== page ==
"lastBuildDate": "Fri, 31 Aug 2018 08:04 PM ACST",
        "ttl": "60",
        "location": {
          "city": "Adelaide",
          "country": "Australia",
          "region": " SA"
        },
        "wind": {
          "chill": "50",
          "direction": "248",
          "speed": "18"
        },
        "atmosphere": {
          "humidity": "90",
          "pressure": "994.0",
          "rising": "0",
          "visibility": "15.2"
        },
        "astronomy": {
          "sunrise": "6:36 am",
          "sunset": "5:56 pm"
        },
        "image": {
          "title": "Yahoo! Weather",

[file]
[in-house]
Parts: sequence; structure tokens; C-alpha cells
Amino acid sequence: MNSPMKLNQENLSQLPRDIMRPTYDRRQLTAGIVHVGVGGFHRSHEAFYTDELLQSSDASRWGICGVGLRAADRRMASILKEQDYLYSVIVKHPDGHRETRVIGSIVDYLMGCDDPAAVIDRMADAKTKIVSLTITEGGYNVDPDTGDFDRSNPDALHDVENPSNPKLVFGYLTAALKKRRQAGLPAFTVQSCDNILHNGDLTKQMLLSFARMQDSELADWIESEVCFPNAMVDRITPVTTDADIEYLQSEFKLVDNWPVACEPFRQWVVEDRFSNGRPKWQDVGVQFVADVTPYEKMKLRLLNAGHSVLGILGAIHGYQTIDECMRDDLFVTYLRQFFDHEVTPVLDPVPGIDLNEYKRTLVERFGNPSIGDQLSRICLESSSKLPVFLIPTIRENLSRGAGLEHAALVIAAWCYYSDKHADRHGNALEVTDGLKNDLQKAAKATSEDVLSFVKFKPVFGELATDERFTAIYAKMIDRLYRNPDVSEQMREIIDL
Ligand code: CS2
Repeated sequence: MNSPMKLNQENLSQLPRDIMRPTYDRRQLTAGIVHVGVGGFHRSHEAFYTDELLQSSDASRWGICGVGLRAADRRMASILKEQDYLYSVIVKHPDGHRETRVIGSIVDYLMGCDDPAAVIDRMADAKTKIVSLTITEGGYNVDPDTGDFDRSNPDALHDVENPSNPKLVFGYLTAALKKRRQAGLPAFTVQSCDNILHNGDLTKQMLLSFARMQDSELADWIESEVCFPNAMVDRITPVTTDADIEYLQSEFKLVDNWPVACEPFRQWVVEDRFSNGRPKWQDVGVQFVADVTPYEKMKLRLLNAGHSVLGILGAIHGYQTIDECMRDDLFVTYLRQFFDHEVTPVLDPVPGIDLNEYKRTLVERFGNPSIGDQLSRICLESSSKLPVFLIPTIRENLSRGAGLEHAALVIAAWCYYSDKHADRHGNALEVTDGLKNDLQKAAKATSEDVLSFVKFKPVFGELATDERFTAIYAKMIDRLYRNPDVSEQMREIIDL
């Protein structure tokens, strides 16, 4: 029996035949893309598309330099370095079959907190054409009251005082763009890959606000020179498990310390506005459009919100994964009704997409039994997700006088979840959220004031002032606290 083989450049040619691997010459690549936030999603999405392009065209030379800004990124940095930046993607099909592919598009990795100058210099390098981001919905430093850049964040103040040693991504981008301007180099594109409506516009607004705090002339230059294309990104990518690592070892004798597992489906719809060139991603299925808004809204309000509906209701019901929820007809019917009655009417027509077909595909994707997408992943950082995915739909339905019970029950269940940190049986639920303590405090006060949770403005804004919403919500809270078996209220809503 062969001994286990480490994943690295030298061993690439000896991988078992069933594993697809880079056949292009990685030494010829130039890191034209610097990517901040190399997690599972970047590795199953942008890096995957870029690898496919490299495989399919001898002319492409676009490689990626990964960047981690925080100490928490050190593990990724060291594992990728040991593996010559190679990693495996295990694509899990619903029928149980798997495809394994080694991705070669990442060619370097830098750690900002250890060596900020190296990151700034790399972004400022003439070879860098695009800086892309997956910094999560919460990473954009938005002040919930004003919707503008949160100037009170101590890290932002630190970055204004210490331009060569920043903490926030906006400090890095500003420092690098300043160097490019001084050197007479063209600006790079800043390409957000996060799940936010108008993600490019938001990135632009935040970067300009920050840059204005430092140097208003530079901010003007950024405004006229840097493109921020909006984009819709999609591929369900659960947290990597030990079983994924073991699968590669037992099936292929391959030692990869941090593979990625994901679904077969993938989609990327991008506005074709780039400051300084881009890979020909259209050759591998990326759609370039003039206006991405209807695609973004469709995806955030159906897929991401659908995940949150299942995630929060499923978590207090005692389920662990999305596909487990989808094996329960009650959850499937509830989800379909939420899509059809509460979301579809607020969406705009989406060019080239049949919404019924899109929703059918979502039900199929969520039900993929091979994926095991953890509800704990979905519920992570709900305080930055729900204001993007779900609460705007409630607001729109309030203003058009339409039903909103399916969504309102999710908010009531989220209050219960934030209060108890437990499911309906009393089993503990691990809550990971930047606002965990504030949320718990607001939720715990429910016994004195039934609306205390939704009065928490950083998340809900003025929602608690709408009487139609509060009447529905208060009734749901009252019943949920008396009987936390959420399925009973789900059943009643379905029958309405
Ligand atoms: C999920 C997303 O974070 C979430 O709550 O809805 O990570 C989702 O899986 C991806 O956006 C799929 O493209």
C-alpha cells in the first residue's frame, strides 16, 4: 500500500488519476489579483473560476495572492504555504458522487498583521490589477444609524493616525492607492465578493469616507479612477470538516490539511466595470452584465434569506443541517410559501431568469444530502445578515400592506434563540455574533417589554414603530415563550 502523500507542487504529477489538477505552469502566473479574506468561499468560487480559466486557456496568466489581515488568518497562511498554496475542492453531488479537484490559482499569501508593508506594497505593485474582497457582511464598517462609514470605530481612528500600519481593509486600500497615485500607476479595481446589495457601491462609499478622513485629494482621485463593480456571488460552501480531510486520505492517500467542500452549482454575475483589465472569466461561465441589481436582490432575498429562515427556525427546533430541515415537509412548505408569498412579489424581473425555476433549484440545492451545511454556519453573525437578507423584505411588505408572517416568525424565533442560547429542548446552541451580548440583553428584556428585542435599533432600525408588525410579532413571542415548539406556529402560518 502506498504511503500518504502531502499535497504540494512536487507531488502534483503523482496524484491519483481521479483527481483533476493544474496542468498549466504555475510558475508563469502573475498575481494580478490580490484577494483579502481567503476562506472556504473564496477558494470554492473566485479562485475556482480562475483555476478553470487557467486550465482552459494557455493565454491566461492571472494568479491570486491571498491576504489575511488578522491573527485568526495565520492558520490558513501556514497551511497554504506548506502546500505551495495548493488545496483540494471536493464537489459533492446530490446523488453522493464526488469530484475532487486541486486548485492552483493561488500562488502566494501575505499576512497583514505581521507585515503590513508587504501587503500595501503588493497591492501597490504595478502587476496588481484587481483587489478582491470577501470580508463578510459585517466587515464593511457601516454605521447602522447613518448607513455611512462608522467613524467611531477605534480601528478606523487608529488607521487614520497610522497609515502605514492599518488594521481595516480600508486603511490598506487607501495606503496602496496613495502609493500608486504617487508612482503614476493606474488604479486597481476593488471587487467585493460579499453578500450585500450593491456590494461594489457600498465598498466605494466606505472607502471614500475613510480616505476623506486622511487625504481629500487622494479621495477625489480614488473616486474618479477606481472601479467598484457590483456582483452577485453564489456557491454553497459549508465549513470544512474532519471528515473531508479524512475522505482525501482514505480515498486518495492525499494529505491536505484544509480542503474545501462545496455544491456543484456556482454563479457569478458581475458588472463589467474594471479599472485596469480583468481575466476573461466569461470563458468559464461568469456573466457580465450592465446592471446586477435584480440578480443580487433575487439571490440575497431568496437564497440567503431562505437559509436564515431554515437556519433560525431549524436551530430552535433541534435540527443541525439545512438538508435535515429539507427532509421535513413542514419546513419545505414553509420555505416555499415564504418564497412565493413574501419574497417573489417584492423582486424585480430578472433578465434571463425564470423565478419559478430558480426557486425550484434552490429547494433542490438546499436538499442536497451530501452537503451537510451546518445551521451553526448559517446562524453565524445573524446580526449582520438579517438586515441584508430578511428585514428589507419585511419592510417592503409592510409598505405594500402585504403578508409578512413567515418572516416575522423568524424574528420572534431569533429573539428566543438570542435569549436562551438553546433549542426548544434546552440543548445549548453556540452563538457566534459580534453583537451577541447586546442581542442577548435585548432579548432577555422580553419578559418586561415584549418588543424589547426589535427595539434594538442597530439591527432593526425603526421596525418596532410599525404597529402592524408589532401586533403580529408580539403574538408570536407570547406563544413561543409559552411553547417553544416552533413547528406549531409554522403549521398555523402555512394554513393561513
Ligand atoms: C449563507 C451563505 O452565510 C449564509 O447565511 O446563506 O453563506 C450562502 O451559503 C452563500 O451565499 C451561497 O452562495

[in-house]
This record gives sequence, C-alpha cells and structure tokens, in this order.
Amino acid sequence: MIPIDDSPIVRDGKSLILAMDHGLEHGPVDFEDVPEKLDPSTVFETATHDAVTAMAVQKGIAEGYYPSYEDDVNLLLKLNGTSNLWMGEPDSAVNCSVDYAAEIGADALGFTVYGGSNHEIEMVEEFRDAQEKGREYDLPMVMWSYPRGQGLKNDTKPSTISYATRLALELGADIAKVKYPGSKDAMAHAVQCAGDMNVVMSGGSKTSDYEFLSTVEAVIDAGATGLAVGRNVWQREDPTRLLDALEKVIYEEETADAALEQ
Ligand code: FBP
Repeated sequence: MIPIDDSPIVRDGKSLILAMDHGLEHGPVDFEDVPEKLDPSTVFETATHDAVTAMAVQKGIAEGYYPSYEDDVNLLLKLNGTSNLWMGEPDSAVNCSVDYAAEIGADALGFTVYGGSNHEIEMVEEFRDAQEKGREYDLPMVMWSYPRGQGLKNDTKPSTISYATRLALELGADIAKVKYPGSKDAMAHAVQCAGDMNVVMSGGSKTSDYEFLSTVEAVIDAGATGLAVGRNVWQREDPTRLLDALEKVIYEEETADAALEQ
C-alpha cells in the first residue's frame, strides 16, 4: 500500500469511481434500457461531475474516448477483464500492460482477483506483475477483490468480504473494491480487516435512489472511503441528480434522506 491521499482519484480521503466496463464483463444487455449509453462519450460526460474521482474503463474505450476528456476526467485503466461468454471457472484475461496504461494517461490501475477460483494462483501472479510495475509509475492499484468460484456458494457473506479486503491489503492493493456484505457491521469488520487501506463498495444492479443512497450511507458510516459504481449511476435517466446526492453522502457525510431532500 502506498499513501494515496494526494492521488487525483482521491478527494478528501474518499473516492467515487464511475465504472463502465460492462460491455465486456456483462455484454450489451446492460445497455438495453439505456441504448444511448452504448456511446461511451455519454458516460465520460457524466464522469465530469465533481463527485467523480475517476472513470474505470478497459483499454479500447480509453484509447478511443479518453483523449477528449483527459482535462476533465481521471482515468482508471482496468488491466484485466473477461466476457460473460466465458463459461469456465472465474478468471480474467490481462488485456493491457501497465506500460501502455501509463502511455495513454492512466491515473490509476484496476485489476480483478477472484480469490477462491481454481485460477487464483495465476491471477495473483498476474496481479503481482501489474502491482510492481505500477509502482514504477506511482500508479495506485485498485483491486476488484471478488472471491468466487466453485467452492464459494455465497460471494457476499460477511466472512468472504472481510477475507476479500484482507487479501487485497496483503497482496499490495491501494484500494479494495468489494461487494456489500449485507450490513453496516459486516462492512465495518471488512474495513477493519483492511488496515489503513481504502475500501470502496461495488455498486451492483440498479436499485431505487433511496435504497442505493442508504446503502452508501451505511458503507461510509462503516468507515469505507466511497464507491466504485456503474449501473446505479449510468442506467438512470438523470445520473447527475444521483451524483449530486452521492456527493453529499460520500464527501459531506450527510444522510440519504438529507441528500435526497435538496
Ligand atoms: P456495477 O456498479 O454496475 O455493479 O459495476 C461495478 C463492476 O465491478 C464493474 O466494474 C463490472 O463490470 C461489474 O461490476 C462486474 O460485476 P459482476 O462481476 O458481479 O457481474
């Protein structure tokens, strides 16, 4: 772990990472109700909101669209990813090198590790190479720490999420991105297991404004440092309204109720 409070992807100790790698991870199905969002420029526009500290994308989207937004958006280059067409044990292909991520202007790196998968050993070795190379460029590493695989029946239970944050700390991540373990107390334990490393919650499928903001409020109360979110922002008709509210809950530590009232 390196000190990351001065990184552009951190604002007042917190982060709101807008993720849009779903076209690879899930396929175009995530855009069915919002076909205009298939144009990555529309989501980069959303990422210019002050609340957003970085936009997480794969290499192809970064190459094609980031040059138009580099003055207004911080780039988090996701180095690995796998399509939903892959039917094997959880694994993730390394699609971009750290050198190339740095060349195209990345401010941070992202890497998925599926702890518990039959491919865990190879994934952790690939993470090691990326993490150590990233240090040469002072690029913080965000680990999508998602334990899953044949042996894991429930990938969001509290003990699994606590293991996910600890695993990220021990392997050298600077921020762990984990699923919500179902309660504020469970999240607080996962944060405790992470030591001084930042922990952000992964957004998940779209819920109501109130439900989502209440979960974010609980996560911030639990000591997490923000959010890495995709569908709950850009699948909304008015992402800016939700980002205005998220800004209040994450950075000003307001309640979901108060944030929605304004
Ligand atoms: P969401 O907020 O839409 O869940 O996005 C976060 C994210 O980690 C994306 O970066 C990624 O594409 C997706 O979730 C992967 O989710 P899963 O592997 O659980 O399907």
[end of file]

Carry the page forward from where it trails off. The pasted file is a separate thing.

"width": "142",
          "height": "18",
          "link": "http://weather.yahoo.com",
        },
        "item": {
          "title": "Conditions for Adelaide, SA, AU at 07:30 PM ACST",
          "lat": "-34.918072",
          "long": "138.598236",
          "pubDate": "Fri, 31 Aug 2018 07:30 PM ACST",
          "condition": {
            "code": "29",
            "date": "Fri, 31 Aug 2018 07:30 PM ACST",
            "temp": "54",
            "text": "Partly Cloudy"
          },
          "forecast": [
            {
              "code": "39",
              "date": "31 Aug 2018",
              "day": "Fri",
              "high": "56",
              "low": "50",
              "text": "Scattered Showers"
            },
            {
              "code": "26",
              "date": "01 Sep 2018",
              "day": "Sat",
              "high": "56",
              "low": "49",
              "text": "Cloudy"
            },
            {
              "code": "30",